Wednesday, February 29, 2012

Warren G. Harding

When Indiana governor Mitch Daniels delivered the Republican response to President Omaba's state of the union address I couldn't help think of another mid-western paragaon of conservativism, Warren G. Harding. I always felt Harding has received a bum rap by historians. Sure there was the Teapot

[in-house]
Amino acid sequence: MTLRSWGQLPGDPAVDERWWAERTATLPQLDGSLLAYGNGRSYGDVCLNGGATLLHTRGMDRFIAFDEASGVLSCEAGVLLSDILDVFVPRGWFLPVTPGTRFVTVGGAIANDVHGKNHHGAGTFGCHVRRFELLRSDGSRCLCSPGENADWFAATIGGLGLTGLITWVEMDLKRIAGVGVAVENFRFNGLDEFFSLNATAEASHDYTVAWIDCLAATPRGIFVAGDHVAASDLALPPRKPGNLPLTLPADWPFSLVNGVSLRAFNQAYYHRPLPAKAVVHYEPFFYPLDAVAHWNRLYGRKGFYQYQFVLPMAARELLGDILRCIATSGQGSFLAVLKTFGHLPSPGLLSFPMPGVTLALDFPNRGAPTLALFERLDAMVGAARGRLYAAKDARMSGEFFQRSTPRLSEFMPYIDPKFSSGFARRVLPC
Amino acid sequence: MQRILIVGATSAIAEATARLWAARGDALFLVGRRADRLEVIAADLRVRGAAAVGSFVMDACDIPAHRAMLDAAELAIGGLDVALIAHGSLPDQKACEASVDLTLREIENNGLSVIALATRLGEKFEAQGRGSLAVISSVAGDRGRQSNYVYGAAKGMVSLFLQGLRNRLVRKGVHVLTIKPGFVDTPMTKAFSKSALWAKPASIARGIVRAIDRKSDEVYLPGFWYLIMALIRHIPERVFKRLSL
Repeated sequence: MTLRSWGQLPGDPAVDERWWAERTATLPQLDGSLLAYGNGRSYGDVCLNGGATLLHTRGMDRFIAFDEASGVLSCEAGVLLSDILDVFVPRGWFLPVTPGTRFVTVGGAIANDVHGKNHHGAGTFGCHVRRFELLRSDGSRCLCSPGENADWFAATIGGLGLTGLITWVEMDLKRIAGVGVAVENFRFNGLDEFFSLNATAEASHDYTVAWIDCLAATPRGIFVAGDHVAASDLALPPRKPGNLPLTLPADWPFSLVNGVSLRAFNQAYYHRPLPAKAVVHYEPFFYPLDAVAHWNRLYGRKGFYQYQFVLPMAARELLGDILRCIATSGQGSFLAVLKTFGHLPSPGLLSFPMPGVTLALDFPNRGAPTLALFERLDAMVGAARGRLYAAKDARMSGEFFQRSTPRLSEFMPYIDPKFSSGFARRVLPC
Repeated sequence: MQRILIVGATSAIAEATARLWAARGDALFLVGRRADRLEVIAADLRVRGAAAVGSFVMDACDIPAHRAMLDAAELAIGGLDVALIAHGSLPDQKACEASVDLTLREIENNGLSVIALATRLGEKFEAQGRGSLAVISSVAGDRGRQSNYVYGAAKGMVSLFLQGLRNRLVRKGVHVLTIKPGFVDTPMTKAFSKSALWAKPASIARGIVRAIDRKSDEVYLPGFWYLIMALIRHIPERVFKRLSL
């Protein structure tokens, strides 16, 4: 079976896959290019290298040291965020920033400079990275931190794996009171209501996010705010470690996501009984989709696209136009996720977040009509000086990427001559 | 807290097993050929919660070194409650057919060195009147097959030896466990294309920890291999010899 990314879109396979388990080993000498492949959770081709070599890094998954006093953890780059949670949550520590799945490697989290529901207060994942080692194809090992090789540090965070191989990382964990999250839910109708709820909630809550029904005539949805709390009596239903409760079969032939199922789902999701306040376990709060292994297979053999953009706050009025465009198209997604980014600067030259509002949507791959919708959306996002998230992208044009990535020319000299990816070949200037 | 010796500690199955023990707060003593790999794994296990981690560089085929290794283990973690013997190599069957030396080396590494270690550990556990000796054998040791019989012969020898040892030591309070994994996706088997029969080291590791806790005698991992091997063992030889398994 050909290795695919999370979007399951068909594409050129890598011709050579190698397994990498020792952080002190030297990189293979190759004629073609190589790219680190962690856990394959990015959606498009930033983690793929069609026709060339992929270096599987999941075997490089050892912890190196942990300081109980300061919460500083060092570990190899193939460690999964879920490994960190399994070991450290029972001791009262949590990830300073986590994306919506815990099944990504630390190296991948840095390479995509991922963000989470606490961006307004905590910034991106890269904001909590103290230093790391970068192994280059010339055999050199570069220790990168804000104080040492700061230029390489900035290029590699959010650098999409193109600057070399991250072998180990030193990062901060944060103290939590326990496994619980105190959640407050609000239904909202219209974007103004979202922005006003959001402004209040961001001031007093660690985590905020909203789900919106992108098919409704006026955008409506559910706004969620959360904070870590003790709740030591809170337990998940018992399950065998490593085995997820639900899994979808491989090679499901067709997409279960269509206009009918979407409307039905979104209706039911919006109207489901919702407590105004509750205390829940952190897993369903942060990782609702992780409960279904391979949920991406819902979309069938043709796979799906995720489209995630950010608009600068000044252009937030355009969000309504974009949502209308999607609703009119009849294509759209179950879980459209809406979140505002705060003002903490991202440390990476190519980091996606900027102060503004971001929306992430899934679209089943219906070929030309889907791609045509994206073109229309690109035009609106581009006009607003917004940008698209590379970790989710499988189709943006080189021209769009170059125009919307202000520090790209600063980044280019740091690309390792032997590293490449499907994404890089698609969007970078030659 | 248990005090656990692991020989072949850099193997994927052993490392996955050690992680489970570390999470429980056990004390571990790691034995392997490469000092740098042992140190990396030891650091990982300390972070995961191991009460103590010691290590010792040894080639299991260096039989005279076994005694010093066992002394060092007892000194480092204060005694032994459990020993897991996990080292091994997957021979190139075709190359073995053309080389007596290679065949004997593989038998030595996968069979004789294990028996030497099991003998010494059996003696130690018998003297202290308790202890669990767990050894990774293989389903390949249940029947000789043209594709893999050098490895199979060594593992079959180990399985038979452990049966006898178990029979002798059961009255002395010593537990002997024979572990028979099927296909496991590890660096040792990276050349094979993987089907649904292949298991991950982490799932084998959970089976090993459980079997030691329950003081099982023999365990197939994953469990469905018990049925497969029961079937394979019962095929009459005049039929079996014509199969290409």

Dome scandal, the worst case of corruption in the White House before Watergate replaced it at as the crime of the century, and Harding should justly be condemned for that. Many other knocks on him, however, seem overly gossipy. These stories circulated in abundance after Harding's death in 1923. There are stories that he fathered a love child, drank in the White House, had no clue what he was doing, and he suffered from a downright murderous wife (and that was only one theory of his death). Presidential conspiracy theories did not orginate in Dallas in 1963. Historian Robert Ferrell has done some good work debunking many (emphasis on not all) of the stories negative concerning Harding. Historian Robert K. Murray made a demonstrated some of Harding's positive attributes as a president. While niether inflate his significance, their combined (and uncoordinated) vision is of a more constructive leader than is normal. Harding played an important role in American politics, one that has not received due attention. He was the first conservative president in the modern sense. What I mean is that he ran on a distinctly anti-liberal (or anti-progressive) platform promising to undo some of the work of his predecessors. Campaining on the slogan of "Normalcy," he wanted to turn back the clock to the start of the century, presumably to right after the Gold Standard Act of 1900 and before the assassination of fellow Ohioan William McKinley in 1901. Harding campaigned on cutting taxes, reducing business regulations, and rejecting global security organizations. This platform would work appeal to conservatives just as well today.

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